Homelessness Factors

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"Race, gender, education - all of those things have an impact on how people become homeless." - Person with lived experience with homelessness

Homelessness is often the result of factors outside of one’s control. 

Some of these factors include:

  • childhood trauma, e.g. abuse, neglect, witnessing violence
  • lack of housing that is affordable
  • inadequate income supports
  • racism and discrimination
  • colonization of Indigenous Peoples
  • mental illness and addiction stemming from trauma
  • fleeing violence
  • aging out of foster care without support
  • family conflict
  • homophobia and transphobia experienced by youth within their family of origin
  • fire or flood

Root Causes of Homelessness

Three key drivers of homelessness are poverty, adverse childhood experiences, and impacts of colonization of Indigenous Peoples.

Poverty

Poverty is a serious issue in Canada and across the Health Unit region. It is driver of homelessness. Poverty can mean a person is one illness, one accident, or one pay cheque away from homelessness. 

Not having enough income is a barrier to finding and maintaining housing. In 2020, Nipissing District residents experiencing homelessness reported not having enough money to afford housing as the top barrier for finding housing.,[1]

Improving policies related to social assistance rates, employment, and minimum wage would reduce vulnerability for homelessness.  

Adverse Childhood Experiences

There are strong links between adult homelessness and adverse childhood experiences (ACEs) such as abuse, neglect, witnessing violence, or living with household dysfunction.

ACEs and toxic stress contribute to several poor physical and mental health outcomes such as some forms of mental illness, problematic substance use, and homelessness.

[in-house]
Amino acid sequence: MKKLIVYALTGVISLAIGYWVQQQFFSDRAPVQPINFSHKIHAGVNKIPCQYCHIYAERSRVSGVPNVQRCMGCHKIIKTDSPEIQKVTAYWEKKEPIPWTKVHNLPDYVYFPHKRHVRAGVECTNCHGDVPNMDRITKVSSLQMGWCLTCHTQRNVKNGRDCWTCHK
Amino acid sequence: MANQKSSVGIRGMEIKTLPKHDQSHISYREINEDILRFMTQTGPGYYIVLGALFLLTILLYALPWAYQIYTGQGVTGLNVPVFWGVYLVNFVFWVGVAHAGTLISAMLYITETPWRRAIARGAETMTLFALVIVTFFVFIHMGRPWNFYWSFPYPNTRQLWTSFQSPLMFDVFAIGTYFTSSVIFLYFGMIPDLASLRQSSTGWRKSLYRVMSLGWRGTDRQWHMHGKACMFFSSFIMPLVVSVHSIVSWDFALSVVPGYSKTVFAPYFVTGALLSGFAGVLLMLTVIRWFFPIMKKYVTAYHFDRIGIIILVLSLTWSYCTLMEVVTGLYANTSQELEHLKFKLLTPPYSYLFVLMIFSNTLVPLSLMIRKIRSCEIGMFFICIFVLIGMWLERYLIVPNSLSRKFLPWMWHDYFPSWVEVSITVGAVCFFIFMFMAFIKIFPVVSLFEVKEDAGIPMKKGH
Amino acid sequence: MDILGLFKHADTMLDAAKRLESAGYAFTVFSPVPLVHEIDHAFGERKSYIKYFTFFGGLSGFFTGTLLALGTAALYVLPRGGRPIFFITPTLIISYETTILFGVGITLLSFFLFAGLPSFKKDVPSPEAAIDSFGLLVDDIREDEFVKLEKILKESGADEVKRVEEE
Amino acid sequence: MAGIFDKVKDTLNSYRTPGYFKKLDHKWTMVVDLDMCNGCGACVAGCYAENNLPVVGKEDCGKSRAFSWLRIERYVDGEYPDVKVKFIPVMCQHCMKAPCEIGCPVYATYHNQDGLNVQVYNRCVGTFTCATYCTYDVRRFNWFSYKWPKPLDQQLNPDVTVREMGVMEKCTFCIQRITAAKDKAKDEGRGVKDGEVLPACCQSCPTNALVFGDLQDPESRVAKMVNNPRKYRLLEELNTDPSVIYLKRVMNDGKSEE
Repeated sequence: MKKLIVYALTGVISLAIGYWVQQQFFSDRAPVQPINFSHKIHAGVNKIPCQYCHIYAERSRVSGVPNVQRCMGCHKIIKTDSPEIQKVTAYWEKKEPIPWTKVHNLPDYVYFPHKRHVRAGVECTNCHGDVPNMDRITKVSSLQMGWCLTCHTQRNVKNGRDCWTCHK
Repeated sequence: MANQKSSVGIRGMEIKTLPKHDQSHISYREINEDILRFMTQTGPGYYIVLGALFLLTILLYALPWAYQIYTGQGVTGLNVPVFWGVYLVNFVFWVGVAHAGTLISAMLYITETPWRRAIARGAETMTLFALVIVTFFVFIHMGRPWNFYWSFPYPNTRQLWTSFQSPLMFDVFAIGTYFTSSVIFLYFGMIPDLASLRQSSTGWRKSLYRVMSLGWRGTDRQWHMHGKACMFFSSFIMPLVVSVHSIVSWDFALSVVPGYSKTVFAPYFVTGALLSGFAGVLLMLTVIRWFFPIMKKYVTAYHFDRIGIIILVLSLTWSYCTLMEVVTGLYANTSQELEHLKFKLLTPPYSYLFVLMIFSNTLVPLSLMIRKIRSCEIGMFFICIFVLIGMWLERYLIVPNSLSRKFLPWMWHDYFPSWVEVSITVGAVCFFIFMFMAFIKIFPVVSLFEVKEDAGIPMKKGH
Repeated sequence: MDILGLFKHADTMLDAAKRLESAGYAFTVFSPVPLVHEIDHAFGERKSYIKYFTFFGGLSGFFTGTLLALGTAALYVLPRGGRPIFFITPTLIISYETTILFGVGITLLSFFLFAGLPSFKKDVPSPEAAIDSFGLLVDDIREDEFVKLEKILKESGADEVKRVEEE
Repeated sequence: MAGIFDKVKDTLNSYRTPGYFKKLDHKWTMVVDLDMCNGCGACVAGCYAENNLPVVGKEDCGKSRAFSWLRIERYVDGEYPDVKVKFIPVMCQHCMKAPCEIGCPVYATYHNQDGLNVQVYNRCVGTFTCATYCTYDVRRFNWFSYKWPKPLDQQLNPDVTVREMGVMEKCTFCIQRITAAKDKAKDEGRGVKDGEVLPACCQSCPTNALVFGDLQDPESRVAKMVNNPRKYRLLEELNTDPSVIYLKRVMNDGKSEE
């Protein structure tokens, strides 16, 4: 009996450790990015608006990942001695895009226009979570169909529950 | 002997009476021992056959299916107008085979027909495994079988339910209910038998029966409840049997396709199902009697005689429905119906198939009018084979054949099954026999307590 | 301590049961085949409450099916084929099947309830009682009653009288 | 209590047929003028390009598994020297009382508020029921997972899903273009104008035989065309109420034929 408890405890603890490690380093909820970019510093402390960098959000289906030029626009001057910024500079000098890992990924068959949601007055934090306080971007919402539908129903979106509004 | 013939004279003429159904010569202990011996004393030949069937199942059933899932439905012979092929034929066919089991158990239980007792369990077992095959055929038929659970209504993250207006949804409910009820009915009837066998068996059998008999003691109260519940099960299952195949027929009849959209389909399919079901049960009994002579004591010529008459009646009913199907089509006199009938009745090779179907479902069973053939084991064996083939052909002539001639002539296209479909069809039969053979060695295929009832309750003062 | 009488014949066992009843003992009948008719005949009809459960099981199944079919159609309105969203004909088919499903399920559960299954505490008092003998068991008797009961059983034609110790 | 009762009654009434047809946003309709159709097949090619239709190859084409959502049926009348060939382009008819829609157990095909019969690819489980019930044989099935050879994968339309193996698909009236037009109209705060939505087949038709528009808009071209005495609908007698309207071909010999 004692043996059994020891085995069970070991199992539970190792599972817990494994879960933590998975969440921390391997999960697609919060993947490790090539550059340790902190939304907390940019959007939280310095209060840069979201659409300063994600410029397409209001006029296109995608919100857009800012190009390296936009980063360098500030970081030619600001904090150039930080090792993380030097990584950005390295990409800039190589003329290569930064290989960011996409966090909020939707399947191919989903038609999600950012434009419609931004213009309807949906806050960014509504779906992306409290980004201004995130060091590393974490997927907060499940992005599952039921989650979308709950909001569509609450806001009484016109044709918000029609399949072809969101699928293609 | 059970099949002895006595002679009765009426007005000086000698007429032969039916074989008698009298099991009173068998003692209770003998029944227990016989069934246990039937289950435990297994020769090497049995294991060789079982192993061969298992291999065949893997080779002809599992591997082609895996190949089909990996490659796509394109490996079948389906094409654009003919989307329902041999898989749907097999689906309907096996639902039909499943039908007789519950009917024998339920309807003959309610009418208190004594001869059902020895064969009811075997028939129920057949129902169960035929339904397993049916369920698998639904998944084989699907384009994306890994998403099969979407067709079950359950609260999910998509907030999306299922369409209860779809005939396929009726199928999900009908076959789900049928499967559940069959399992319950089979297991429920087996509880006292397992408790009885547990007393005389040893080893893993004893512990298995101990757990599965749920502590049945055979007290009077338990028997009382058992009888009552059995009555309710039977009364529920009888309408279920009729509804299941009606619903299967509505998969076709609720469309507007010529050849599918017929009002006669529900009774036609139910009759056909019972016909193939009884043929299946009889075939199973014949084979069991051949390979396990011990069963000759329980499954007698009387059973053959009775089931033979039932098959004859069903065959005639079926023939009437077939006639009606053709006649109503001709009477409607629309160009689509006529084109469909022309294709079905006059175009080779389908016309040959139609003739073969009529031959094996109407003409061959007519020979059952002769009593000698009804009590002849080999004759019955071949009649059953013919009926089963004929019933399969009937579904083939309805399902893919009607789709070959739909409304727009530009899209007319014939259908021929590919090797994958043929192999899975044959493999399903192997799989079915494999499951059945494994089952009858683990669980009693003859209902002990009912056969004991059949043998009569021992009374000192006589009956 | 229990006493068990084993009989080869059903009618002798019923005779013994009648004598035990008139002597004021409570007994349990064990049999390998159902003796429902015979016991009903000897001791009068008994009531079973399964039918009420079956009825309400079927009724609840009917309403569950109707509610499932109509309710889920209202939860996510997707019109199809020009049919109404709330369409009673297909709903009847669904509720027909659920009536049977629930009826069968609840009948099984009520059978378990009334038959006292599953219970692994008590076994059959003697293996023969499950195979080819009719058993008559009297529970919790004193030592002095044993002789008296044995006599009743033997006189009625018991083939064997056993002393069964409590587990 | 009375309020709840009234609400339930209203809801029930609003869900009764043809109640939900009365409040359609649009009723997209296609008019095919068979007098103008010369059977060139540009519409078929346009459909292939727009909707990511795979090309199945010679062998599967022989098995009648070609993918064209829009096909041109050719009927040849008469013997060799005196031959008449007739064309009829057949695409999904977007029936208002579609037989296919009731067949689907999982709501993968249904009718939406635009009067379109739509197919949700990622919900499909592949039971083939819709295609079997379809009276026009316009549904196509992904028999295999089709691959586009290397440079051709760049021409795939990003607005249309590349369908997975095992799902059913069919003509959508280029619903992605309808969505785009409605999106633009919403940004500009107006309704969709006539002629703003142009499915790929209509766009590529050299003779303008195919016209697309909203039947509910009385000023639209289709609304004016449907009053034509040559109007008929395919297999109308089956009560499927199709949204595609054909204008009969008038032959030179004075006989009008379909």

Learn more: Infographic: Adverse Childhood Experiences and Adult Homelessness 

Impacts of Colonization on Indigenous Peoples

As a result of colonization, Indigenous populations are grossly over-represented in populations experiencing homelessness across Canada.[2] 

In Nipissing District, in 2020, during a 24 hour Point in Time Count survey in Nipissing District, 42% of respondents experiencing homelessness identified as Indigenous or of Indigenous ancestry, and discrimination and stigma were listed as a top barrier to finding housing.[1]

Learn about: 

References

  1. Canadian Observatory on Homelessness. (2021). Poverty. Retrieved from: https://homelesshub.ca/about-homelessness/education-training-employment/poverty
  2. Canadian Observatory on Homelessness. (2021). Causes of Homelessness. Retrieved from: https://www.homelesshub.ca/about-homelessness/homelessness-101/causes-homelessness
  3. District of Nipissing Social Services Administration Board. (2020). Everyone Counts Nipissing District. Retrieved from: https://dnssab.ca/housing-services/everyone-counts-pit-count-2020/
  4. Canadian Observatory on Homelessness. (2021). Indigenous Homelessness. Retrieved from: https://www.homelesshub.ca/about-homelessness/population-specific/indigenous-peoples
  5. District of Nipissing Social Services Administration Board. (2020). Everyone Counts Nipissing District. Retrieved from: https://dnssab.ca/housing-services/everyone-counts-pit-count-2020/
  6. District of Nipissing Social Services Administration Board. (2020). Everyone Counts Nipissing District. Retrieved from: https://dnssab.ca/housing-services/everyone-counts-pit-count-2020/

 

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